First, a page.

A swallowtail butterfly on blooming swamp milkweed.Photo Credit : Aimee Tucker
One of summer’s small pleasures is watching butterflies bounce from flower to flower in the garden – especially if the garden has been designed just for them and packed with plants that attract butterflies and other native pollinators.
There are two ways to develop a butterfly-friendly garden: the nectar-rich gardener’s plot, designed to lure butterflies, and the larval food garden, designed to satisfy hungry caterpillars.
Most butterflies will travel great distances to lay eggs on their favorite plants, so larval food plants (like milkweed) have the advantage of attracting the species you want to see. For this list of the ten best plants that attract butterflies, we’ve chosen primarily nectar food sources.
The swamp milkweed functions both as a nectar plant and as the monarch butterfly’s larval host. Its purple-white blossoms smell heavenly in early summer, and hungry monarch caterpillars munch the leaves well into early fall.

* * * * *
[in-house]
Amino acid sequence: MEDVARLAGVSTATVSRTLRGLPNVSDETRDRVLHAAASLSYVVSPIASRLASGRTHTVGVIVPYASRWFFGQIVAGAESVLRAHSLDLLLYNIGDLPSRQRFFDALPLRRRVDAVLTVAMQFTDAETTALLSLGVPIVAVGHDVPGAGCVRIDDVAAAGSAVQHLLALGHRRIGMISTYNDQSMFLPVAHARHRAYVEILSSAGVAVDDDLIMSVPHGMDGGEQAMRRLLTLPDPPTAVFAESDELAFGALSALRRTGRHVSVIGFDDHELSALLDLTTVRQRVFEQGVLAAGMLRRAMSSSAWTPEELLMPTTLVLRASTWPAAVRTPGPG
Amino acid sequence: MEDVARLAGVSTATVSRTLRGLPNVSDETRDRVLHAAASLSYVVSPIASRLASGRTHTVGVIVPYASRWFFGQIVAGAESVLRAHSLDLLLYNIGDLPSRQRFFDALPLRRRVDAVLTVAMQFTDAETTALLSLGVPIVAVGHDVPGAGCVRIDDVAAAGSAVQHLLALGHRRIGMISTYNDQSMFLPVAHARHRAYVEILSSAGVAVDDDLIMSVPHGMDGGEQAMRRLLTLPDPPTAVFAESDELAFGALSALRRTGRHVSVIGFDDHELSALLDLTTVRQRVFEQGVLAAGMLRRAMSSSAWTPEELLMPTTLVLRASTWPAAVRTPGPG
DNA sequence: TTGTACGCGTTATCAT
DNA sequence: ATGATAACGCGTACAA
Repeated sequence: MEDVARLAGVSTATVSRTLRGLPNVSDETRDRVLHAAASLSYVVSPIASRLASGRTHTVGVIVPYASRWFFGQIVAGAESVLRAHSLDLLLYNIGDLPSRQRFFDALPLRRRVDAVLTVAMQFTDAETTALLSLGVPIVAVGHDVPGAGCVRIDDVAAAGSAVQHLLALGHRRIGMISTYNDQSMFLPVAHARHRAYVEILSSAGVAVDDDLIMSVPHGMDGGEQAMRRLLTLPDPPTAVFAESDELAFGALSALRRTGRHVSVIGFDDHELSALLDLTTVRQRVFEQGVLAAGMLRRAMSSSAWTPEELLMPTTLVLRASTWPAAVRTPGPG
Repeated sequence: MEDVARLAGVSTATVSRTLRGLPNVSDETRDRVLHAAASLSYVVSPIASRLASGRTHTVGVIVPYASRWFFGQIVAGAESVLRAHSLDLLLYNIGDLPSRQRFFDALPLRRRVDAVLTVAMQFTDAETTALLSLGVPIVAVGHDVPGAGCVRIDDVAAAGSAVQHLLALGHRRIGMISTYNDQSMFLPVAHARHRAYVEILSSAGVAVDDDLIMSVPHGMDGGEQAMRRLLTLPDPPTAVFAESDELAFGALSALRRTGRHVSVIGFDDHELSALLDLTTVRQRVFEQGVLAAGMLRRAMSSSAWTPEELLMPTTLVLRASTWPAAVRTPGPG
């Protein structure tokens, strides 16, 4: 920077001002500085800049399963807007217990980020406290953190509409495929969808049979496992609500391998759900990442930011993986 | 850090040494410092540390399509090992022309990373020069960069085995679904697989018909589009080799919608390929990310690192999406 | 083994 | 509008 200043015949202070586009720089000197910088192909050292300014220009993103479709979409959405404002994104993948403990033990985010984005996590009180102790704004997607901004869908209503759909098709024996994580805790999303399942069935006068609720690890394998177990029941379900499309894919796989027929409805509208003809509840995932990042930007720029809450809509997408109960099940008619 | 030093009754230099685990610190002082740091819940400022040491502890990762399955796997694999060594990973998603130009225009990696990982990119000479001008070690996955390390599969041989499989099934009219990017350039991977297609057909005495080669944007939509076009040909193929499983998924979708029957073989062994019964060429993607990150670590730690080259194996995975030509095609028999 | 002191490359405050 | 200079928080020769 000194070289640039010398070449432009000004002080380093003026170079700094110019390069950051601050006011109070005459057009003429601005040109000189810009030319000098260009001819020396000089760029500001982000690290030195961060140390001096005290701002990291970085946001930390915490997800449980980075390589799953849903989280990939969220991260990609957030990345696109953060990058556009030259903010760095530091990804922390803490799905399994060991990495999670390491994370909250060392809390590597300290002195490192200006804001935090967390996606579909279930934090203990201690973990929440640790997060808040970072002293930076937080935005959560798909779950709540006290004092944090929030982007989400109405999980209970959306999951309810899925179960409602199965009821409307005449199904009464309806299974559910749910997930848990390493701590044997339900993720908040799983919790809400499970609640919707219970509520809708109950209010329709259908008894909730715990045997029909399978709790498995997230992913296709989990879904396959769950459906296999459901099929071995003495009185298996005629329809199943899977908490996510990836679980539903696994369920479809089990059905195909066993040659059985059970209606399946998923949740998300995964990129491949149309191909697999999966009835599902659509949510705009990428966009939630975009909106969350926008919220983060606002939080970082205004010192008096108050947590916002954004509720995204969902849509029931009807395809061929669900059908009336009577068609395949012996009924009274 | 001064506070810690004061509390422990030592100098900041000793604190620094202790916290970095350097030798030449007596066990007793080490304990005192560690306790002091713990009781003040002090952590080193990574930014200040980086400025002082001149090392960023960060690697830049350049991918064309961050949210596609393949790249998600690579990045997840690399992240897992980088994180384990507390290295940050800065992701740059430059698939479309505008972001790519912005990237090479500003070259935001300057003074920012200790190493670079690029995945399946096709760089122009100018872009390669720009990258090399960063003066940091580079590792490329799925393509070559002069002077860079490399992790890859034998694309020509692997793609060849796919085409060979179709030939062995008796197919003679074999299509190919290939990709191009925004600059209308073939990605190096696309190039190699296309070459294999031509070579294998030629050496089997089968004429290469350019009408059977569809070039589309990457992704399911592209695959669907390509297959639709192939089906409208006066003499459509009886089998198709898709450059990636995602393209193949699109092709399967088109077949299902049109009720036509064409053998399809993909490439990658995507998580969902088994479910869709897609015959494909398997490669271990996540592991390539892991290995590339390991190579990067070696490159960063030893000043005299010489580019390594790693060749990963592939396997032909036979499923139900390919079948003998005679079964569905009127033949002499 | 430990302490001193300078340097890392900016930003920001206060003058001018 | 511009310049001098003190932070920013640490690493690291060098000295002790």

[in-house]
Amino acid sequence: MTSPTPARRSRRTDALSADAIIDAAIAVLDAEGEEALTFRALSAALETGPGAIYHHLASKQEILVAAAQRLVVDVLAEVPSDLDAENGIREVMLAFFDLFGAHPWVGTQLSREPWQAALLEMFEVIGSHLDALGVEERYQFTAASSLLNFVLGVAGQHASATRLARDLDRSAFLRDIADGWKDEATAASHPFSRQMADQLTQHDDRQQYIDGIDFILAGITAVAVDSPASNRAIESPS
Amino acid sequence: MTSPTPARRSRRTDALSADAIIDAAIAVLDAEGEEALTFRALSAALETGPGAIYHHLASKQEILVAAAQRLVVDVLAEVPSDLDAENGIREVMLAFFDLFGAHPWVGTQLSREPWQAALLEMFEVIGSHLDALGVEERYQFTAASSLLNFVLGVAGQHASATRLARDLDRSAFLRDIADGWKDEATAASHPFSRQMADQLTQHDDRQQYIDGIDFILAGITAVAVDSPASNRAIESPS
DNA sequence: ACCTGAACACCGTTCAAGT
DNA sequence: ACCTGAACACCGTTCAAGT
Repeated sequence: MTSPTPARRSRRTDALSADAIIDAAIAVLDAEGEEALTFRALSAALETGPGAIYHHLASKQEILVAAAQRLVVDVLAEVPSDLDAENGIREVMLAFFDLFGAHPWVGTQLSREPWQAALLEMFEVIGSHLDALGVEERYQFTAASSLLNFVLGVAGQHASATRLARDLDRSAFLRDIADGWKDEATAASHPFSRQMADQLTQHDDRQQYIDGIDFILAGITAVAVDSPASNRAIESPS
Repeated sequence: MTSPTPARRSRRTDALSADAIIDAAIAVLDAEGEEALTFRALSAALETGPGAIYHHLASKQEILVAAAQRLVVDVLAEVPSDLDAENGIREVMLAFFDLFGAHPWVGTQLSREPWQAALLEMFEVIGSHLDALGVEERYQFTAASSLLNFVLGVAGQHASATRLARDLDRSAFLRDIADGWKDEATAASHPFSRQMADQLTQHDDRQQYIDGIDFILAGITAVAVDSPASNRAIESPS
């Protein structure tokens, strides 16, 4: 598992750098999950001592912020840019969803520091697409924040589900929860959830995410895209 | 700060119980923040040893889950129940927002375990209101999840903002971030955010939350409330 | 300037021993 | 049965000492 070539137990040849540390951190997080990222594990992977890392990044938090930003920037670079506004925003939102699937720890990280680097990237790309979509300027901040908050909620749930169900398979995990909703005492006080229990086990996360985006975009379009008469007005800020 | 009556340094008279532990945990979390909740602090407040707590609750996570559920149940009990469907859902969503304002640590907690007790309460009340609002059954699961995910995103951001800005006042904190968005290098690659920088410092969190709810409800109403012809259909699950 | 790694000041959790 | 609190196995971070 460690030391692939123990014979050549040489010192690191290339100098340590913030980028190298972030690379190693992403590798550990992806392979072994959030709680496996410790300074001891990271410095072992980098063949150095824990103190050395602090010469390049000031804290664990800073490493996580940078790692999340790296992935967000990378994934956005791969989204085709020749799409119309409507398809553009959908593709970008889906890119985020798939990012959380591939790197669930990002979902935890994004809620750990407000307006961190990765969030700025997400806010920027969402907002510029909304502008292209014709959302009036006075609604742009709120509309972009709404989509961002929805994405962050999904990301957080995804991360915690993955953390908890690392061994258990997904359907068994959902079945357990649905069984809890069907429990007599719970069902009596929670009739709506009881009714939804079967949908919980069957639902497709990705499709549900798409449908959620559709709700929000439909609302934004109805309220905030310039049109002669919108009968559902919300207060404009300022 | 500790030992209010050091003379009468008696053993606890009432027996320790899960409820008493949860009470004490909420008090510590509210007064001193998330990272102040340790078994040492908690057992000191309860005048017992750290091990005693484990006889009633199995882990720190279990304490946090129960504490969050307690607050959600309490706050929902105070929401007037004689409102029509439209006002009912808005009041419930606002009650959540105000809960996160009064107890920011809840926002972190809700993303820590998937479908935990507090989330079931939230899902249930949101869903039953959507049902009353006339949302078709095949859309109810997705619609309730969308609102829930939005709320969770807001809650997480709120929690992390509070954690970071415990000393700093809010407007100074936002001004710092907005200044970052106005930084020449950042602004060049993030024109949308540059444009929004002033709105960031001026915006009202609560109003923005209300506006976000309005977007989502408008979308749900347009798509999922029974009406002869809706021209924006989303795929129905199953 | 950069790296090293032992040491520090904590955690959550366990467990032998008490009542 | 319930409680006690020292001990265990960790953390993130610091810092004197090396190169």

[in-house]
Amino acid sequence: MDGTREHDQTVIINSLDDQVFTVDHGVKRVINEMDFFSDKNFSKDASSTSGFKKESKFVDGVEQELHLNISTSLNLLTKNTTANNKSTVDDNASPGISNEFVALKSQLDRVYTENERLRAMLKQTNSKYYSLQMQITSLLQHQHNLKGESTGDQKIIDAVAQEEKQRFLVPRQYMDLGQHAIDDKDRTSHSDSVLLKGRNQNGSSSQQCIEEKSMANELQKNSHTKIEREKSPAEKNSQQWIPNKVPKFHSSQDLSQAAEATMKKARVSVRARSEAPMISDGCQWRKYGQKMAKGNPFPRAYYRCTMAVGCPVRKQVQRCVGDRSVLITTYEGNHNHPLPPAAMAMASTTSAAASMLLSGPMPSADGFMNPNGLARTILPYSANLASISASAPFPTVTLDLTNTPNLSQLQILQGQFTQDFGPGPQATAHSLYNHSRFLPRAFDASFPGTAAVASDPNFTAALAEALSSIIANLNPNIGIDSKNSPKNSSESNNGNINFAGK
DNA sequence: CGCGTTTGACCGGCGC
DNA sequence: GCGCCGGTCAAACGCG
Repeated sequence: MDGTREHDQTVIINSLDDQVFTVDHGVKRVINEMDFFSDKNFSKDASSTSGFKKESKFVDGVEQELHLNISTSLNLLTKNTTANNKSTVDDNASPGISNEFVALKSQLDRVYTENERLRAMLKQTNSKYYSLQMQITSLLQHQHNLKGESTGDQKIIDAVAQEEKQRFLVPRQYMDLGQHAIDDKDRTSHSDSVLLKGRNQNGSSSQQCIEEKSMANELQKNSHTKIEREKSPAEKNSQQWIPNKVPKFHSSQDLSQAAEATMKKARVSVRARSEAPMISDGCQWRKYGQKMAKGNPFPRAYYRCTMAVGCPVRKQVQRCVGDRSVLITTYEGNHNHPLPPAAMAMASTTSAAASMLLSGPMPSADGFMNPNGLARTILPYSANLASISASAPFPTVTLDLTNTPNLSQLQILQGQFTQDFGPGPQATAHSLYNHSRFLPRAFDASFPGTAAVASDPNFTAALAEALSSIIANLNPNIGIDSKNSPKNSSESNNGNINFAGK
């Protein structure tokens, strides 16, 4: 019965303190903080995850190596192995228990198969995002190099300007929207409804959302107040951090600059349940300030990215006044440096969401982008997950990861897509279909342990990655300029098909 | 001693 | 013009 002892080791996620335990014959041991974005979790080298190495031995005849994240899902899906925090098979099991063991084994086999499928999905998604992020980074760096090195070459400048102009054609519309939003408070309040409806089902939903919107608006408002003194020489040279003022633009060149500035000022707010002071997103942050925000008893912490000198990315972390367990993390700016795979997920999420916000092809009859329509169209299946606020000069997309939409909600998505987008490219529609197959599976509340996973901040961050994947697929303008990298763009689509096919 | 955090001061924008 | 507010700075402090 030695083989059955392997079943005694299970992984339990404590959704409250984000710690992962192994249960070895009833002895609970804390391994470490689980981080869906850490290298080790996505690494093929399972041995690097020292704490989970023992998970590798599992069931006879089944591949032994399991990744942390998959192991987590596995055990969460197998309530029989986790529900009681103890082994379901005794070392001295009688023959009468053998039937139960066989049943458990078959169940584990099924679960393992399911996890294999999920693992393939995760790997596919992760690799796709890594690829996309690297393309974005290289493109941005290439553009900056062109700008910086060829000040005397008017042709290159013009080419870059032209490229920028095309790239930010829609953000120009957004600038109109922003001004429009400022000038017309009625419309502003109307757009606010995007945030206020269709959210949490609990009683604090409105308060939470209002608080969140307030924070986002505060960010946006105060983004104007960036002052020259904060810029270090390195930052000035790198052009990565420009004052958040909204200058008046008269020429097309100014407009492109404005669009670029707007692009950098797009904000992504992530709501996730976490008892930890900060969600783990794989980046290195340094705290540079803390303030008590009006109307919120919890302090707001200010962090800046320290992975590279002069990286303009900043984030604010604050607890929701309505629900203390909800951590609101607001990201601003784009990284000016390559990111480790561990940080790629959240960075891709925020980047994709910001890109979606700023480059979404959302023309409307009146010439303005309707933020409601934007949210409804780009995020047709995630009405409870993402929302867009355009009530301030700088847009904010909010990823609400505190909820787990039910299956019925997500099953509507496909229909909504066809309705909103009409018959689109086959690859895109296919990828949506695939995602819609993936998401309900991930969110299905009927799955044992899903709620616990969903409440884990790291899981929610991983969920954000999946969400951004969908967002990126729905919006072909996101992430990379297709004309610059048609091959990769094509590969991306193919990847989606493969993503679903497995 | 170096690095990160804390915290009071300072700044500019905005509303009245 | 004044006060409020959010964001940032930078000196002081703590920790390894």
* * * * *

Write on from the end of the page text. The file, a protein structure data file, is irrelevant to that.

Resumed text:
Looking like something out of a Dr. Seuss book, this eye-catching late-season local attracts swallowtails, fritillaries, dusky wings, and skippers.
Though not native to North America, this perfumed shrub is easy to grow. It produces cascades of colorful blooms from mid- to late-summer.
Colored like the invasive loosestrife blazing star is benign and manageable, a choice midseason libation for many butterfly species. Some varieties do well in dry sites.
All types of goldenrod are an excellent late-season food source patronized by bees as well as butterflies, but old field goldenrod is the most common. Its mustard-gold blossoms add bold color to the summer landscape.
Fritillaries like this one, and it may draw hummingbirds as well. The lavender form (wild bee balm) is more reliable than the red (wild bergamot).
In addition to the popular black-eyed Susan, the nectar-producing orange coneflower is especially appealing to monarchs and fritillaries. Purple coneflower works well, too.
All asters serve well as plants that attract butterflies to the garden, but the showy New England aster is the prettiest.
That delicious fragrance in our wetlands in July and August comes from these drooping white bloom stalks of sweet pepperbush, which draw swallowtails and skippers.
May blossoms attract early-season butterflies, and have the bonus of fruit in July. Just try to get to the sweet berries before the birds do!
Edited excerpt from “Flutter By: Top-Ten List of Plants That Attract Butterflies” by Marty Carlock (first published in 2003, updated by Yankee Editors in 2023)